But here’s the deal:

While what Keith Hill said was rather offensive, I’m having a rather difficult time getting as worked up about it as everyone else is. Does it suck that more females aren’t on country radio? In a way you could say that, but ask yourself this:

Do we really want more of the likes of Kelsea Ballerini, RaeLynn, and Haley Georgia on the radio? And more songs like “Somethin’ Bad” and “Little Red Wagon”?

Because in practice, that’s what more females on the radio would mean. Call it trading one pile of shit for another. I mean, sure, we could all think of great music that deserves airplay from the likes of Kacey Musgraves, Brandy Clark, and so on, but if they were going to play that they’d also play Sturgill Simpson, Aaron Watson, and William Clark Green. Put another way, the lack of a female viewpoint is a symptom. The dearth of meaningful country-sounding music from both genders is the disease. I do see what people are getting at when it comes to this — that everyone should get an equal playing field — but I don’t think making that the primary goal based on gender would necessarily be the thing to do. I get why people are talking about it, but I still think that if we got back to what country music was once upon a time, that issue would take care of itself.

But maybe that’s just me…

Something to remember today.

May 25, 2015

Back in 2009, I remember going to the big Memorial Day celebration in Orange. The Patriot Guard Riders didn’t get to make their grand entrance as planned because of the torrential rains, but they still came. I remember that I just about lost it  when Beaumont PGR chapter president Sandra Womack told everyone why they still came. She said of the fallen soldiers, “They didn’t get an opportunity to choose the weather they fought in, or to choose whether or not to go.”

We should remember that, today and every day.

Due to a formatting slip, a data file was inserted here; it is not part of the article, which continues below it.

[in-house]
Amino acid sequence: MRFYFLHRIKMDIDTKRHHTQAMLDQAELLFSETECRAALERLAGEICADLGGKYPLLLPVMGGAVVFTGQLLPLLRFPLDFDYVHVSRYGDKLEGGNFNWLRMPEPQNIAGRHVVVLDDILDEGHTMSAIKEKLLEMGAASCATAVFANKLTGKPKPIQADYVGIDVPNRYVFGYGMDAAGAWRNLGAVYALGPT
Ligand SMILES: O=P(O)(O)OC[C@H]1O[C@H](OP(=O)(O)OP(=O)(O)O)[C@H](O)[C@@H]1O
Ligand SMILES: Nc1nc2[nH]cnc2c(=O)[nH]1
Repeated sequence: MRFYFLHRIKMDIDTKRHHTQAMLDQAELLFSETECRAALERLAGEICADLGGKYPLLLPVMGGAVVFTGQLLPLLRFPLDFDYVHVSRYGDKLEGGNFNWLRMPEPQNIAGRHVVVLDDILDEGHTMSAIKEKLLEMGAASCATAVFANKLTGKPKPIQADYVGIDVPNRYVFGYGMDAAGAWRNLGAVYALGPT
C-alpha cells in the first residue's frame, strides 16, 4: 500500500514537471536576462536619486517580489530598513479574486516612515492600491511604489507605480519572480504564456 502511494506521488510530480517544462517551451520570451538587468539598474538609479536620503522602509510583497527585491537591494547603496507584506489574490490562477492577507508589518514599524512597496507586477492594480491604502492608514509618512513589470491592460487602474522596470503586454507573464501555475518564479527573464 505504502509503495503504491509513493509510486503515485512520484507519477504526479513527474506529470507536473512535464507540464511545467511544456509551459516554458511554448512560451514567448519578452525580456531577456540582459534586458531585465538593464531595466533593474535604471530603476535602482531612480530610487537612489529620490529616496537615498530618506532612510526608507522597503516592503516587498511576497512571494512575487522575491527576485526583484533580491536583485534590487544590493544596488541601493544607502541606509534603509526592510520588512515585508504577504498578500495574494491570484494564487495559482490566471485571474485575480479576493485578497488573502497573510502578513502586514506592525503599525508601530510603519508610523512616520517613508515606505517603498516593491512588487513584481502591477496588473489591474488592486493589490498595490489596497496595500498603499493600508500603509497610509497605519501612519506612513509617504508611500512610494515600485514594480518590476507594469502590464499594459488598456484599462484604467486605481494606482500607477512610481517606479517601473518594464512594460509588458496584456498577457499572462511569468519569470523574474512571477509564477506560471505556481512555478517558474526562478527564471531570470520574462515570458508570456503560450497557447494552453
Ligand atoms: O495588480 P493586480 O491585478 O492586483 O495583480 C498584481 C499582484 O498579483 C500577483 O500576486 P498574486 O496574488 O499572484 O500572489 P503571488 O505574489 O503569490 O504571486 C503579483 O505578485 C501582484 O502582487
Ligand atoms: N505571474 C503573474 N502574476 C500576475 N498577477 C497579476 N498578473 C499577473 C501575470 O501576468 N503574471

Wednesday music musings, 20.5.15

May 20, 2015

With apologies to Natalie Maines, I am ashamed that Haley Georgia is from Texas.

In all seriousness, as I am wont to do anymore, I listened to that song just to, y’know, give it a fair shake. Just to see if it’s as bad as it sounds…

…yeah. That’s three minutes of my life that I’ll never get back. The whole thing can perhaps best be described as pasty white suburban girl affecting a valley girl accent as she raps over a drum machine and a token banjo, but even that doesn’t fully convey just how pathetic it is. I went and listened to George Strait covering Webb Pierce’s “There Stands the Glass” to heal my poor ears. Haley Georgia said in Billboard that genres weren’t really a thing for her generation. Which is all fine and good, but then why even bother categorizing this as “country”? I mean, you can’t have it both ways. Or at least you shouldn’t be able to.

As for country music needing a Ke$ha…in a way you could call that astoundingly ignorant, because if what I’ve read is right, the real Ke$ha has at least some modicum of respect for country music and ostensibly would never take such a steaming shit on it as Haley Georgia has with this…this…thing.

Now, I could be wrong. I mean, once upon a time (some years ago) I thought Bret Michaels might have at least a good country song in him — yes, I know, how naive of me — but my reaction upon hearing “Girls On Bars” was pretty similar to Trigger’s. But there’s got to be a bottom to this hole somewhere. At this point I shudder to think of where it might be, though.


Oh, Clay Walker

I don’t think the fan base has changed at all. When I was growing up in the late ’80s and early ’90s everyone loved hip-hop. That’s not new. There’s no secret there. But I do blame our format a little bit for feeling like we needed to add that element to our format….I can’t stand to see outdated rock-and-rollers coming in to play country music. That really pissed me off…We have great singers, great country musicians. There’s no reason we have to dilute it by letting people in the format that don’t have any business being in the format.

Huh. NOW he has a problem? Wasn’t that long ago that Clay Walker was singing an entirely different tune:

I think it’s the perfect evolution and it’s the way it should be. It’s time. It’s time for that change. And, albeit rough at the moment, it’s a beautiful rough.

Now, the title of that Taste of Country interview just might hold the key to his change of tune: “Man With a View: Clay Walker on Why He’s in a Great Place to Have a Big Year in 2014.”

Big year, eh? The cynic in me says he’s just bitter because that “big year” he was supposed to have fizzled like a firecracker in the rain, partly because of that evolution in the genre that he was touting. Most of it was probably because of him being 45 years old, but Walker was a B-lister at best even back in his heyday. I don’t know what he thought he was going to do to get himself back to the top of the heap, but I can only hope that it wasn’t as embarrassing as Tracy Lawrence’s last gasp at relevance. Whatever the case may be, I find it a little off-putting that he’s changed his opinion now given the fact that nothing of significance has changed in the genre between then and now; the whole thing just reeks of sour grapes to me.